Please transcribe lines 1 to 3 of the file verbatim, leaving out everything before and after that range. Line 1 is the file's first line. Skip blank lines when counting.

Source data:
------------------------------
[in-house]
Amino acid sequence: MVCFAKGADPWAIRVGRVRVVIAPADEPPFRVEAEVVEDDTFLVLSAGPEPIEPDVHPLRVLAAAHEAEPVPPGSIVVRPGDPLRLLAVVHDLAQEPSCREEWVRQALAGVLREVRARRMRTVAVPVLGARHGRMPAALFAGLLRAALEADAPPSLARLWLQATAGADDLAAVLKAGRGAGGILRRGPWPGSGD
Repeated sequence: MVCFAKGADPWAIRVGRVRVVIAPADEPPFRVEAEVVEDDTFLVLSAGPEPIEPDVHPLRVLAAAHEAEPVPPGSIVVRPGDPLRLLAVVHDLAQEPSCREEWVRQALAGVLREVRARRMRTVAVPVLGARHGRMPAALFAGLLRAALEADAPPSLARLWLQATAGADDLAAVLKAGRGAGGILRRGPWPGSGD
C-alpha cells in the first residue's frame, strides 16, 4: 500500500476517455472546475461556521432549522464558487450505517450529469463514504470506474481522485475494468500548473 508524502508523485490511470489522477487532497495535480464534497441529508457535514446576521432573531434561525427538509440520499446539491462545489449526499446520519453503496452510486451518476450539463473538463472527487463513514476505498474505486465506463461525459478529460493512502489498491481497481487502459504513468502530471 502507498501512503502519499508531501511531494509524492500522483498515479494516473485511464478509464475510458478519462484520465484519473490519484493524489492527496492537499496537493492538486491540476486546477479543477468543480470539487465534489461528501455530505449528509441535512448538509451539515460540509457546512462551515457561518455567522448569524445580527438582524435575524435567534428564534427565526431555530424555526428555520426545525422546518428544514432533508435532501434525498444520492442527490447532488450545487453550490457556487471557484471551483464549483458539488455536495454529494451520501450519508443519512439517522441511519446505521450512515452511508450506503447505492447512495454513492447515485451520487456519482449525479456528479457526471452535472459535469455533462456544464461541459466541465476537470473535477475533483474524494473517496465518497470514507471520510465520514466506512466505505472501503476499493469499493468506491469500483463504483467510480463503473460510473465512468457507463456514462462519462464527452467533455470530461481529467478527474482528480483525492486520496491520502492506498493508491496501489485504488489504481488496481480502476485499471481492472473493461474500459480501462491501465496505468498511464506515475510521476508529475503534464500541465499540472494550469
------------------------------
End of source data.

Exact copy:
[in-house]
Amino acid sequence: MVCFAKGADPWAIRVGRVRVVIAPADEPPFRVEAEVVEDDTFLVLSAGPEPIEPDVHPLRVLAAAHEAEPVPPGSIVVRPGDPLRLLAVVHDLAQEPSCREEWVRQALAGVLREVRARRMRTVAVPVLGARHGRMPAALFAGLLRAALEADAPPSLARLWLQATAGADDLAAVLKAGRGAGGILRRGPWPGSGD
Repeated sequence: MVCFAKGADPWAIRVGRVRVVIAPADEPPFRVEAEVVEDDTFLVLSAGPEPIEPDVHPLRVLAAAHEAEPVPPGSIVVRPGDPLRLLAVVHDLAQEPSCREEWVRQALAGVLREVRARRMRTVAVPVLGARHGRMPAALFAGLLRAALEADAPPSLARLWLQATAGADDLAAVLKAGRGAGGILRRGPWPGSGD